Two-time World Cup-winning coach Jill Ellis proposed a biennial women’s World Cup and an expanded international match calendar as part of reforms to develop the future of the women’s game. Ellis, who is leading FIFA’s Technical Advisory Group, also said football at the Olympics should be extended beyond a competition of 12 teams.

In recent months, FIFA, led by its Global Football Development head Arsene Wenger, has submitted similar revamp proposals for the men’s international game, which have been met with opposition within the football community, including the confederations, UEFA and CONMEBOL.

The Technical Advisory Group for women’s football – which comprises players, coaches and other key stakeholders from across football – was created to lead the process on the future of the women’s game and its international match calendar. Ellis said that the biennial women’s World Cup will ultimately be decided by vote while adding that the World Cup acts as a catalyst in raising the profile and creating new avenues within the women’s game.

“We’ve had great conversations and people presenting their ideas. I can’t say this is a foregone conclusion. I’ve told people that I need you to passionately discuss through your perspective and experiences, but then I also ask them to appreciate other points of view. I’ve had current players say “I never would have thought of that, I hadn’t really thought about how the rest of the world was going through their qualifiers. There are so many positives that come from a World Cup. This is a democracy, this is going to go to a vote ultimately,” said the 55-year-old, while speaking at a media interaction.

Ellis stressed the need to make recommendations and arguments specific to the women’s game and not the men’s while looking to restructure the women’s calendar.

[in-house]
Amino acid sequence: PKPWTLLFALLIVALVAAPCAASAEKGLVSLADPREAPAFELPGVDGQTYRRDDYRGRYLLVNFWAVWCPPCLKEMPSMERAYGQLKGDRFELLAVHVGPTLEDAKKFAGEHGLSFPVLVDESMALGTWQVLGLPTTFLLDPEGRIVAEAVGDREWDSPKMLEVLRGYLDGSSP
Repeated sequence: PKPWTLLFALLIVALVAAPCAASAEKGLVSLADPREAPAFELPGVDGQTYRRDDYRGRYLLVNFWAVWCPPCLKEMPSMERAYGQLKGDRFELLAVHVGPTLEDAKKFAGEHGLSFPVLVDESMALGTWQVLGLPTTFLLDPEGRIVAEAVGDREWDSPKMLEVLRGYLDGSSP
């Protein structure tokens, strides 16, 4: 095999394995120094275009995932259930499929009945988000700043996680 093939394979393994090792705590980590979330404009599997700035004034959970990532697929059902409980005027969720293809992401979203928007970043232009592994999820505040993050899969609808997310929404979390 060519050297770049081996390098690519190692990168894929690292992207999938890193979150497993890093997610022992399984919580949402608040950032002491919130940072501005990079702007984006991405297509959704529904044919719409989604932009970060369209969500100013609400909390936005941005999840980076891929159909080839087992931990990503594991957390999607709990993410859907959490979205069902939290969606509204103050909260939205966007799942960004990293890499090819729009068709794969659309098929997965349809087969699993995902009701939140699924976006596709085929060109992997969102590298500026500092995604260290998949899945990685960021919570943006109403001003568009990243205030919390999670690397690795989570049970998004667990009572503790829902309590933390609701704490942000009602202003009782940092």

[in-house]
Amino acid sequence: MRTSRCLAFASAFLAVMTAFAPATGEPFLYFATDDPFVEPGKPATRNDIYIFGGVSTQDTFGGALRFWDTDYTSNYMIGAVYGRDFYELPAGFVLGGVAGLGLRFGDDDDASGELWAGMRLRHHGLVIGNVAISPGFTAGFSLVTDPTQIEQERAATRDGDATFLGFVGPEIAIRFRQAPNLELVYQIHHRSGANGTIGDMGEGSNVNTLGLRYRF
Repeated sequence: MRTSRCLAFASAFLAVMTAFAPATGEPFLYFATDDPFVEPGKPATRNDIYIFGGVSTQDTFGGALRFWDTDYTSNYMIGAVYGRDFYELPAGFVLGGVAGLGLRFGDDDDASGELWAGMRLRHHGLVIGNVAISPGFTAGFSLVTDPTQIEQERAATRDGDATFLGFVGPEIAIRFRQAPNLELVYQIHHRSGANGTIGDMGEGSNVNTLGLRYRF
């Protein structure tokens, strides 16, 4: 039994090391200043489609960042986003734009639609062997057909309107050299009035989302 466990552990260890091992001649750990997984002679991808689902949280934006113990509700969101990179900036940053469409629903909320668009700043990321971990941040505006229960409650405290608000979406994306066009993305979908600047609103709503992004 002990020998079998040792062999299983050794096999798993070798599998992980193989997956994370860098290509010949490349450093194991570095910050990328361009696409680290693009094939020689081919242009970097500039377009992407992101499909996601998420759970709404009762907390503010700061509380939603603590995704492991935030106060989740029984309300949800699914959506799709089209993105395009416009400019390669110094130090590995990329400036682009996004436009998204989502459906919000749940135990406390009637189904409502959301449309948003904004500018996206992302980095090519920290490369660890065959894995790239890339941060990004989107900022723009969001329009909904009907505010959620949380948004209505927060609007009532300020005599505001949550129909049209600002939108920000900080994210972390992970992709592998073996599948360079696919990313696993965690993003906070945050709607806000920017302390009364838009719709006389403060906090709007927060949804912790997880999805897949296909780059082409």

“We are looking at volume and we can’t have the same argument as men’s football. We did a study, where we took a French international player from the men’s and the women’s game, who plays in the domestic league, and the result is that the men’s player plays 30 more games than the woman in a season. Our arguments need to be specific to our sport and our challenges,” she said.

READ: FIFA president Gianni Infantino highlights ‘advantages’ of biennial World Cup

Ellis put forward the idea of increasing the number of international windows from three to five. “A lot of people haven’t seen the five-window calendar. We are taking this idea to a broader audience to digest. The calendar as it has existed for the women’s game wasn’t going to be optimal. We have rapidly built this model flow through this consultation group and people need to digest this and give us feedback.

“In terms of the calendar, there has to be a give and take. People are going to fight for their positions, which I respect, but my charge is to look at everyone seated at the table. At this point, we are only taking recommendations forward on the expanded window,” said the English-born American coach.

In a statement last week, the International Olympic Committee (IOC) sought discussions surrounding the biennial World Cup plans, while pointing out that women’s football would suffer from staging annual men’s tournaments.

In response to the statement, Ellis said, “I am not a political animal but if we really care about the women’s game then making it a tournament [Olympics] more than 12 nations. If we want to raise the profile, we need to have more teams participate and have access to participate. I look at it as a player and a coach, and I want it to go big. On this occasion, I feel more access for every little girl to play this game and more visibility for the players to have a voice and get what they deserve, I don’t see it as a negative. Having 12 teams [in the Olympics], I think that’s not showcasing our game to the level I think it could. I love the Olympics, I just think it’s very limited in how many teams can access the tournament.”

She added, “Olympics holds a special place but we need to recognise it has only three European teams and because of the size of the tournament, it doesn’t open it up to a lot of people to experience that. I don’t think there is a potential for it to expand with it being part of a major event like the Olympics. I am more focused on what we can control within FIFA and make recommendations. I would love to see more European teams in it.”

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